These video directions are provided by Providence Saint Joseph Medical Center. It is the best instruction that I have found. The video directions are easy to follow here:

Supplies:

Note: there really is no “pattern”. It is just a rectangle of fabric. The fabric that the hospital is providing will be precut and ready to sew! When you sew, please remember to use your lock stitch or reverse sew at the beginning and end of each seam!

·      FabricIf you are using the fabric that was provided by Peace Island Peace Health it is ready to go
Ø   One (1)   piece cut to 7.5” X 15.00”

Ø   Four (4)  pieces cut to 1.00” X 17.00” 
·      Ruler
·      Fabric marker. 
·      Pins
·      Scissor and/or rotary cutter (cutting mat if using a rotary cutter)
·      Sewing machine
·      Thread for the machine. “Regular” 50wt (all purpose) cotton thread works). 
·      Machine needle; size 80/12. 

The image below is from Dave and Shauna Rand of The Sign Company.
The same great people who brought you pre-cut patterns!
Your precut fabric is already notched for you…no need to read further!
If you are cutting the fabric yourself, mark and number them as in the picture, then go for it!





Note the measurements (mm on left inches on the right). I did not have such a precise ruler and used half inch segments …which will work. Using the numbers in the image as an example: to pinch a tuck : pinch at numbers 6 and 4 matching the notches. Number 5 becomes the “peak” of the tuck.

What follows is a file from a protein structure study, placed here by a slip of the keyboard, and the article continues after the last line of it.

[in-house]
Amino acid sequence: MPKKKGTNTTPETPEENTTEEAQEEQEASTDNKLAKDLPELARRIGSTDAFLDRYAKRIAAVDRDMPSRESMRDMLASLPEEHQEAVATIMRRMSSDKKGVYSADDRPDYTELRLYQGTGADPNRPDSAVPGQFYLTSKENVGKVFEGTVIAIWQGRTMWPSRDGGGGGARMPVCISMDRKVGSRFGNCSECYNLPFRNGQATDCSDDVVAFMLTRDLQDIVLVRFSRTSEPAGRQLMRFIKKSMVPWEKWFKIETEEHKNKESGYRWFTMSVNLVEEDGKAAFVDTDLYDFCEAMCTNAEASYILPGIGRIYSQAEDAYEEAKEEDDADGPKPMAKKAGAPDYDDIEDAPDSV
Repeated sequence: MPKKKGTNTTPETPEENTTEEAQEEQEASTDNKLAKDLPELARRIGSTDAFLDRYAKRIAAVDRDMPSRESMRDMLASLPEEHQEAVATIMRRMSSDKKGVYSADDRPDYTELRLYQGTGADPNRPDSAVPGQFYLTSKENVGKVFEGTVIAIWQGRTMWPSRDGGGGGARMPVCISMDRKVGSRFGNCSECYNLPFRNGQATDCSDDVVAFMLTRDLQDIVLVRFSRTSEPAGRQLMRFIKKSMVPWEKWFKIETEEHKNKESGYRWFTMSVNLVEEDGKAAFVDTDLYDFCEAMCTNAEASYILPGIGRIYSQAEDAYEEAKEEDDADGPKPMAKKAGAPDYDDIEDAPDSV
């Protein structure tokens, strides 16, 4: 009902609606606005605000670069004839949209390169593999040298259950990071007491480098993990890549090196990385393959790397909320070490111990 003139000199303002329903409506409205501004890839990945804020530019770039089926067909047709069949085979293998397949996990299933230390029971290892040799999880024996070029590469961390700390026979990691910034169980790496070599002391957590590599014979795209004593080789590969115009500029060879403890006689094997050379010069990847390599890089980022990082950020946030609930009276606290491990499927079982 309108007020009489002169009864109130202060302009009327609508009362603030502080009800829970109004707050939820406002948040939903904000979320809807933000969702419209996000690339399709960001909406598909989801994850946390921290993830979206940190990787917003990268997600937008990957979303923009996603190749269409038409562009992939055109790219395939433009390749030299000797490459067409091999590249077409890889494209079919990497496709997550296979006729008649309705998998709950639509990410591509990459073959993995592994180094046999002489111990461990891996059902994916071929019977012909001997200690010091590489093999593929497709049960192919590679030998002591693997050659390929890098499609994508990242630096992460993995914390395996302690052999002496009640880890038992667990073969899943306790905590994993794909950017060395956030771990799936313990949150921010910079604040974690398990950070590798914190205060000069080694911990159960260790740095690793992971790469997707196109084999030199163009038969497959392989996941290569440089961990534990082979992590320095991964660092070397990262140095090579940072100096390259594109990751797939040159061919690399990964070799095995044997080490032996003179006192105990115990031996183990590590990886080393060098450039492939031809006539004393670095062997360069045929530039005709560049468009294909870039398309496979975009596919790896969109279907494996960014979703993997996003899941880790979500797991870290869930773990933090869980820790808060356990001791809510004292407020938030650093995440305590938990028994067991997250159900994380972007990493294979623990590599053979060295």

Online resources and information:


The original video from Providence Saint Joseph with instructions:

The instruction sheet for face masks from Deaconess Health:
https://www.deaconess.com/How-to-make-a-Face-Mask/Documents-Mask/Mask-Information

A instructive post with photographs for making a personal, more decorative, face mask

Designed by a Taiwanese physician…instructions for making a personal face mask that adds an extra “filter layer”.  

Here is an interesting article about what materials to use for making your own, personal, face masks.

Kokka Lightweight Canvas Dress


I fell in love with this Kokka fabric which is a lightweight cotton canvas with a unique border print. I knew that I wanted to make a dress, but, because of the thickness in the french seams that I wanted to use (I prefer to use whenever possible) I knew that it would need to be a simple pattern. Of course simple patterns are really my preference all of the time anyway.  So it was an easy decision to use my all time favorite tunic pattern - 100 Acts of Sewing Dress No.2. It’s been one of two patterns that I constantly turn to...the other being Grainline Studios Farrow Dress.

This fabric is the kind that is soft to begin with; a lightweight all-cotton canvas that is not stiff and will, I think, soften luxuriously with time and washing...albeit with some fading in the future I imagine.